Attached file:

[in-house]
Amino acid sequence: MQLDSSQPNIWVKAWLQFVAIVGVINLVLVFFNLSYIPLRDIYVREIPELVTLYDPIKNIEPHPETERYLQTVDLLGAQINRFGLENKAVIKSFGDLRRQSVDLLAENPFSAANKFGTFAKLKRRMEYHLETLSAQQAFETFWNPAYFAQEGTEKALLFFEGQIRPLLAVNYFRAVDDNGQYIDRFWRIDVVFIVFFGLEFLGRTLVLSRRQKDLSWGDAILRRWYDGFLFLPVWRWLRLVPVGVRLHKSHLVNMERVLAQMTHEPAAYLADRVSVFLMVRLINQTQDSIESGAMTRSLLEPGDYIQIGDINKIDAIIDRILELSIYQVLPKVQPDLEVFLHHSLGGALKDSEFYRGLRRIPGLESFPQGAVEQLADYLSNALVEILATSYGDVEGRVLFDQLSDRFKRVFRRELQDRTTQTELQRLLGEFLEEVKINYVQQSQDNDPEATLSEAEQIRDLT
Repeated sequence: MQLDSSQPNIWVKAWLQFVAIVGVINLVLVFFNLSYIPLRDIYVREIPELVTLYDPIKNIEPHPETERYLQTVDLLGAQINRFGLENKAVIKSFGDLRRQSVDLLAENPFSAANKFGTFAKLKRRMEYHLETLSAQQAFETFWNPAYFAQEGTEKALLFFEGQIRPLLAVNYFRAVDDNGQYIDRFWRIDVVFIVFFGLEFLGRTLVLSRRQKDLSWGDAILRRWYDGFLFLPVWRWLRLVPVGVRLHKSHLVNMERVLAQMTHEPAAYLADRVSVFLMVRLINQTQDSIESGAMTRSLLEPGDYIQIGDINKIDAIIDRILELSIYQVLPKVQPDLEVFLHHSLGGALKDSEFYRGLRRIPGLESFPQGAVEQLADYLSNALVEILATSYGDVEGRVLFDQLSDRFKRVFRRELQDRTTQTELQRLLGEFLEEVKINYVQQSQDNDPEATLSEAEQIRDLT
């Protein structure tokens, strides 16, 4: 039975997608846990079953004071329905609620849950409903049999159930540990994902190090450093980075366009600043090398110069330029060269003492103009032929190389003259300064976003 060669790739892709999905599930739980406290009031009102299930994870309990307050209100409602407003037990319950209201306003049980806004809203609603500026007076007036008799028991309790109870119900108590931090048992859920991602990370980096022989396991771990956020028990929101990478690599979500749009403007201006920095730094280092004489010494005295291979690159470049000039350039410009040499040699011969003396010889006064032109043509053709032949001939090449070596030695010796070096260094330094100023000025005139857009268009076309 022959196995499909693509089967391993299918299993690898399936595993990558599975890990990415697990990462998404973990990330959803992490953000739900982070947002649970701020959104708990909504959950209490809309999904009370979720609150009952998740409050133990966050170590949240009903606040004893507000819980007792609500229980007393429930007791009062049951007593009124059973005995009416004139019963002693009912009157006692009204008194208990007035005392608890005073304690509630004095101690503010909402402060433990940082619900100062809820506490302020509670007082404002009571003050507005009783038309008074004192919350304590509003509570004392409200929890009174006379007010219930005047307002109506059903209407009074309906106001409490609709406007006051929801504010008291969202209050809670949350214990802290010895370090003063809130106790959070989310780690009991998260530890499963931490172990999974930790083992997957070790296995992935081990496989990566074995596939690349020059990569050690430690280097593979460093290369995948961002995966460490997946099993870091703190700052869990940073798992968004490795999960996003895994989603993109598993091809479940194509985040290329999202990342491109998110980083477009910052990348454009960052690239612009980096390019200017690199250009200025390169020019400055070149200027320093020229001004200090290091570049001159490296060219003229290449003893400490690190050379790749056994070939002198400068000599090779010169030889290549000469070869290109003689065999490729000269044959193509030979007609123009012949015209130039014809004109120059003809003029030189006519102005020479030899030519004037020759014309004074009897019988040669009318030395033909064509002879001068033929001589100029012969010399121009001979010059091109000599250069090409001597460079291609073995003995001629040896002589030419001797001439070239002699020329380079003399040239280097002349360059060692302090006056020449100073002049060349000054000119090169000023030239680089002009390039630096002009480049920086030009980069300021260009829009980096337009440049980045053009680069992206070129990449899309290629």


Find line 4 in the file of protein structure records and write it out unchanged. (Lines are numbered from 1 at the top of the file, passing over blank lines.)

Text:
């Protein structure tokens, strides 16, 4: 039975997608846990079953004071329905609620849950409903049999159930540990994902190090450093980075366009600043090398110069330029060269003492103009032929190389003259300064976003 060669790739892709999905599930739980406290009031009102299930994870309990307050209100409602407003037990319950209201306003049980806004809203609603500026007076007036008799028991309790109870119900108590931090048992859920991602990370980096022989396991771990956020028990929101990478690599979500749009403007201006920095730094280092004489010494005295291979690159470049000039350039410009040499040699011969003396010889006064032109043509053709032949001939090449070596030695010796070096260094330094100023000025005139857009268009076309 022959196995499909693509089967391993299918299993690898399936595993990558599975890990990415697990990462998404973990990330959803992490953000739900982070947002649970701020959104708990909504959950209490809309999904009370979720609150009952998740409050133990966050170590949240009903606040004893507000819980007792609500229980007393429930007791009062049951007593009124059973005995009416004139019963002693009912009157006692009204008194208990007035005392608890005073304690509630004095101690503010909402402060433990940082619900100062809820506490302020509670007082404002009571003050507005009783038309008074004192919350304590509003509570004392409200929890009174006379007010219930005047307002109506059903209407009074309906106001409490609709406007006051929801504010008291969202209050809670949350214990802290010895370090003063809130106790959070989310780690009991998260530890499963931490172990999974930790083992997957070790296995992935081990496989990566074995596939690349020059990569050690430690280097593979460093290369995948961002995966460490997946099993870091703190700052869990940073798992968004490795999960996003895994989603993109598993091809479940194509985040290329999202990342491109998110980083477009910052990348454009960052690239612009980096390019200017690199250009200025390169020019400055070149200027320093020229001004200090290091570049001159490296060219003229290449003893400490690190050379790749056994070939002198400068000599090779010169030889290549000469070869290109003689065999490729000269044959193509030979007609123009012949015209130039014809004109120059003809003029030189006519102005020479030899030519004037020759014309004074009897019988040669009318030395033909064509002879001068033929001589100029012969010399121009001979010059091109000599250069090409001597460079291609073995003995001629040896002589030419001797001439070239002699020329380079003399040239280097002349360059060692302090006056020449100073002049060349000054000119090169000023030239680089002009390039630096002009480049920086030009980069300021260009829009980096337009440049980045053009680069992206070129990449899309290629």